Sugar is bad news, no matter how you slice it. When it enters your blood stream, your body goes into overdrive trying to get rid of the stuff. Your pancreas releases insulin to help get rid of it. Eventually, it’s converted into glucose and used up by the body as energy (or stored as fat).

    But when you eat lots of refined sugar (or carbs)—such as a white bagel, a soda, or a bowl of cereal—your body goes into overdrive. It starts releasing lots and lots of insulin to deal with the sugar. As a result, your blood sugar drops way too fast and goes way too low.

    By this point, you may start to feel low after your sugar “high” (headaches, fatigue, etc). Plus, because your blood sugar dropped so low, so fast, you may feel cravings for more sugar. Over time, your body gets addicted.

    The ticking time bomb

    Say it’s your birthday and you treat yourself to a big slice of chocolate cake. But you’ve already spent years honing quite a sweet tooth.

    When your body receives the signal to respond to the chocolate cake, the party’s already over. Your pancreas has called it quits. It doesn’t produce the insulin (or can’t produce enough). So your blood sugar stays high…and voila…you have type II diabetes. But you’re not alone. Today, almost 24 million Americans have got it.

    Reversing the damage

    The good news is…you can prevent and even reverse type II diabetes. The key is to control your sugar and carb (which turns into sugar in the body) intake.

    In 2003, researchers at Duke University Medical Center examined the effects of a low-carb diet on blood sugar in diabetics. They found that 95 percent of patients who followed a low-carb diet either reduced their need for insulin or discontinued it all together after 24 weeks.

    I recently read another study about how you can help your body cope with type II diabetes. Researchers at Harvard studied the effects of taking the mineral zinc on women between the ages 33 and 60. A trace mineral found in the body, zinc helps maintain a healthy immune system. It keeps your skin and hair glowing. And it also influences your cognitive and muscle functioning.

    Researchers analyzed nutritional data documenting the women’s zinc intake over a 24-year period. They found that high amounts of zinc reduced a woman’s likelihood of developing diabetes by up to 28 percent. This is a pretty recent study, so I’m sure one with men is probably in the works. I would gamble that zinc performs equally well for men, if not better given the male metabolism.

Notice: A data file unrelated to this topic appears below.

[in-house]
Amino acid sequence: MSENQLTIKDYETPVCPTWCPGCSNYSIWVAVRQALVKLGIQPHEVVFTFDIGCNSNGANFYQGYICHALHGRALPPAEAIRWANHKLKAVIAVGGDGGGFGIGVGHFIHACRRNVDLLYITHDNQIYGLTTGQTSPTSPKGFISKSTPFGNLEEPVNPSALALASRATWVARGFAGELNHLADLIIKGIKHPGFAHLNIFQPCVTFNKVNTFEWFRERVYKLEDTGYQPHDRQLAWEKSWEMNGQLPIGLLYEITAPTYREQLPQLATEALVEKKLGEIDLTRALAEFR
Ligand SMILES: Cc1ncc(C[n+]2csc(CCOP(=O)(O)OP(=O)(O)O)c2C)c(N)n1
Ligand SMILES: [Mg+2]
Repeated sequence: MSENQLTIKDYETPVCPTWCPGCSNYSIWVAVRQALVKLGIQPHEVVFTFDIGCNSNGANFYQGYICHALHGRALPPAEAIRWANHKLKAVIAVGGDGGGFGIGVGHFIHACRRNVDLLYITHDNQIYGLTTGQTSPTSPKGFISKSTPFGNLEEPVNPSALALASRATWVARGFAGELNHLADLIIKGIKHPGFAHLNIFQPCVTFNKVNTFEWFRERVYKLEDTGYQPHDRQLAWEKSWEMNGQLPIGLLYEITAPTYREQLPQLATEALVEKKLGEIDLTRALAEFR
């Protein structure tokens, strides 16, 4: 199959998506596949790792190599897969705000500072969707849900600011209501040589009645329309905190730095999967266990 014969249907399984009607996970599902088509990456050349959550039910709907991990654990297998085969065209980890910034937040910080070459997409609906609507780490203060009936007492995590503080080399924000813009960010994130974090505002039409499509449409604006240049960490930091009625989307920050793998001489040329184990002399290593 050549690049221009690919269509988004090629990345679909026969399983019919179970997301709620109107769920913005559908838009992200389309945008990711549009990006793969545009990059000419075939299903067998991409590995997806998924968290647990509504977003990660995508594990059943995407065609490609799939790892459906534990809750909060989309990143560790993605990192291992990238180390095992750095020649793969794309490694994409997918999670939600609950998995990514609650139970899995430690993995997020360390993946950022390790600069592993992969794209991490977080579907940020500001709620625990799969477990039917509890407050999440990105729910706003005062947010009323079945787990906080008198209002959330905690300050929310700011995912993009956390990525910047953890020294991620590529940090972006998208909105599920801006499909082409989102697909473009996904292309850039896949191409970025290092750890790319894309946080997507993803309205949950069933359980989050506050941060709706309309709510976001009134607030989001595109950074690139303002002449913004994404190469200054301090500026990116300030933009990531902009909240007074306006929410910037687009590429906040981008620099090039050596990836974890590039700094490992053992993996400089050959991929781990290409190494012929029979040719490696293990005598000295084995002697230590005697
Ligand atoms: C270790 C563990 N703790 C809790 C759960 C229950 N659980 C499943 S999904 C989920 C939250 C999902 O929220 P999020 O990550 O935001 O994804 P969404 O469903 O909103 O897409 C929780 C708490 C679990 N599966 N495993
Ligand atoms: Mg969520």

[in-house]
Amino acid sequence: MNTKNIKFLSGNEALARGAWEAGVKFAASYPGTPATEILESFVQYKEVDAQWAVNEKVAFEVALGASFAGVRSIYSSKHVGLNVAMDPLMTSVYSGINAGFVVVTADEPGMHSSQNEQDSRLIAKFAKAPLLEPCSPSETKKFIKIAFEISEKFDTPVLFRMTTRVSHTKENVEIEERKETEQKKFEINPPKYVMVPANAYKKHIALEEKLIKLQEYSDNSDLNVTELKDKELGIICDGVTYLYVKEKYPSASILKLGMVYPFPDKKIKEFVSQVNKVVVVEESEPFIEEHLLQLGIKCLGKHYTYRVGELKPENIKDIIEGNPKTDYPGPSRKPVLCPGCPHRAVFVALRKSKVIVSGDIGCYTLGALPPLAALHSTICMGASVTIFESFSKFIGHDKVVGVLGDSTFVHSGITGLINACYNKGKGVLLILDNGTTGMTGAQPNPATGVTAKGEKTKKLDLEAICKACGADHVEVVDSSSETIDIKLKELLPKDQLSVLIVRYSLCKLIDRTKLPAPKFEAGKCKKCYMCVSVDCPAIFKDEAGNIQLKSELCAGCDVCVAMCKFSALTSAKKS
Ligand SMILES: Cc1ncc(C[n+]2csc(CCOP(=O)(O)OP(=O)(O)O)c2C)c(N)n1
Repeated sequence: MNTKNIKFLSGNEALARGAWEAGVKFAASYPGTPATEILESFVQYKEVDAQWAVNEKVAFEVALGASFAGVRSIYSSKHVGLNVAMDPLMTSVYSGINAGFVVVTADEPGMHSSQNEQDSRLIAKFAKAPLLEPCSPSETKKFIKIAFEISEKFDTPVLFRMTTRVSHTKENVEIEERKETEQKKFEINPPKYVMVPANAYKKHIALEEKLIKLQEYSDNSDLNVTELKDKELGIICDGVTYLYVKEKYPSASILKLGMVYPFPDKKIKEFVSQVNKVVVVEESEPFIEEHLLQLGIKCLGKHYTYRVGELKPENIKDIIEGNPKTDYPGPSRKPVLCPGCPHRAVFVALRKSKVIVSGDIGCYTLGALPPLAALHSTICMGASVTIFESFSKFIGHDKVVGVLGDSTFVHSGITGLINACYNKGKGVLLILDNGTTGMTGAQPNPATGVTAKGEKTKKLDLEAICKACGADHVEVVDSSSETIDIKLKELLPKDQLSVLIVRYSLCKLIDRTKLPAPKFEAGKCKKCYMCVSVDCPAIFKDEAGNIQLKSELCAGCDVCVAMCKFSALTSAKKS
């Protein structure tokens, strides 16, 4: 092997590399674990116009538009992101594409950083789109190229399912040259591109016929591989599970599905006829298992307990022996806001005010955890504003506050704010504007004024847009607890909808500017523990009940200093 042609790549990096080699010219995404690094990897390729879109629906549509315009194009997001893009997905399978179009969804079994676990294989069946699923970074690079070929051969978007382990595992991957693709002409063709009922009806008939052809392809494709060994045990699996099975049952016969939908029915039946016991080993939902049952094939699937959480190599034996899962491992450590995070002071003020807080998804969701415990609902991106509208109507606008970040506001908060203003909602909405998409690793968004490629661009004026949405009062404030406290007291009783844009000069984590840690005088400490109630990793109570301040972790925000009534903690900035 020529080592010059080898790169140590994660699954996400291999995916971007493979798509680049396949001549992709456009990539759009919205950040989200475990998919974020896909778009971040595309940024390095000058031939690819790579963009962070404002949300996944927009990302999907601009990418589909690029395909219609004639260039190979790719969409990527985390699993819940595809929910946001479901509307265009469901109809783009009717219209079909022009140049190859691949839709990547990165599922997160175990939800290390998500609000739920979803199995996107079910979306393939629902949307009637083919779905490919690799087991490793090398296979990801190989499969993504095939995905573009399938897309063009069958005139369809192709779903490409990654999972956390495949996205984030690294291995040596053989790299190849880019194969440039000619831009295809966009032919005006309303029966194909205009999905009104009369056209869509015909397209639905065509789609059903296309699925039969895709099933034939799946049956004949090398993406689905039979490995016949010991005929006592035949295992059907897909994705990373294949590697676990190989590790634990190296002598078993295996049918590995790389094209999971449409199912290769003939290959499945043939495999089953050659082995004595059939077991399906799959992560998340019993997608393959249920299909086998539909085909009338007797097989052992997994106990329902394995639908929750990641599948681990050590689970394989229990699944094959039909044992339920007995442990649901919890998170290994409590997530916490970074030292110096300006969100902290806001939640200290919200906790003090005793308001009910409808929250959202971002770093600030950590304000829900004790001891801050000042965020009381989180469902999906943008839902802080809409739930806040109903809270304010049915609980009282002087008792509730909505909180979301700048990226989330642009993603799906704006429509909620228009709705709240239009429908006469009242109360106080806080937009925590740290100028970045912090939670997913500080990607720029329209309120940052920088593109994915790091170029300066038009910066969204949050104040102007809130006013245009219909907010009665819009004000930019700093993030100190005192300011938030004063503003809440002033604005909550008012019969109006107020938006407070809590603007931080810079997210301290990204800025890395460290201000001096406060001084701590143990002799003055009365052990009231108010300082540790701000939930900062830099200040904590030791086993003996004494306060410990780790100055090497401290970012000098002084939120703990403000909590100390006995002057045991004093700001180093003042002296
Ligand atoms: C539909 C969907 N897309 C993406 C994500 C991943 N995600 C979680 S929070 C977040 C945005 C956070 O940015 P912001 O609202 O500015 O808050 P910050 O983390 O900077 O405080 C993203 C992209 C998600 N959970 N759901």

Unfortunately, the scientists could not zero in on the mechanism that caused this drop in diabetes risk. More research is needed here as well.

    But the data certainly makes the case for getting more zinc into your diet if you’re at risk for developing type II diabetes. (Interestingly, though not surprisingly, we know that sugar uses up all the zinc stored in our tissues. So if you’ve got a lot of sugar in your diet, it’s not surprising that you’d have low zinc stores as well. And since zinc is vital for healthy skin, it’s also not surprising that a sugar junkie probably doesn’t have a healthy glow.)

    Getting more zinc

    You’ve got to get rid of the straight sugar in your diet. That’s a no brainer. But whole grains may still work for anyone who’s yet to develop full-fledged diabetes.

    Here’s why…

    Whole grain foods contain lots of good nutrients, like zinc. And, whole grains get metabolized much slower than refined flour products. So you’re much less likely to incite an insulin invasion.

    My advice?

    Throw out all the refined flour products in your cabinet. (Refined flour products remove all the healthy nutrients, including zinc.) Keep only the real whole grain breads, crackers, pasta, and cereals. You’ll have to become a serious reader of the ingredients list. Look for whole grains such as “wheat” as the first ingredient. And make sure the products don’t contain “high-fructose corn syrup.”

    As a final note, you’ll find zinc in any good multivitamin. But I’d also recommend taking 50 to 100 additional mg of zinc per day, especially if you’re concerned about your blood sugar. Go for zinc in the chelated form or as zinc picolinate. Also, zinc can deplete your stores of copper. So you’ll also want to take roughly 1 milligram of copper for every 15 milligrams of zinc as a precaution.

    But don’t get carried away. Zinc by itself is nontoxic within these limits. But one study that I know of has linked high doses of zinc over 10 years to an increased risk of prostate cancer.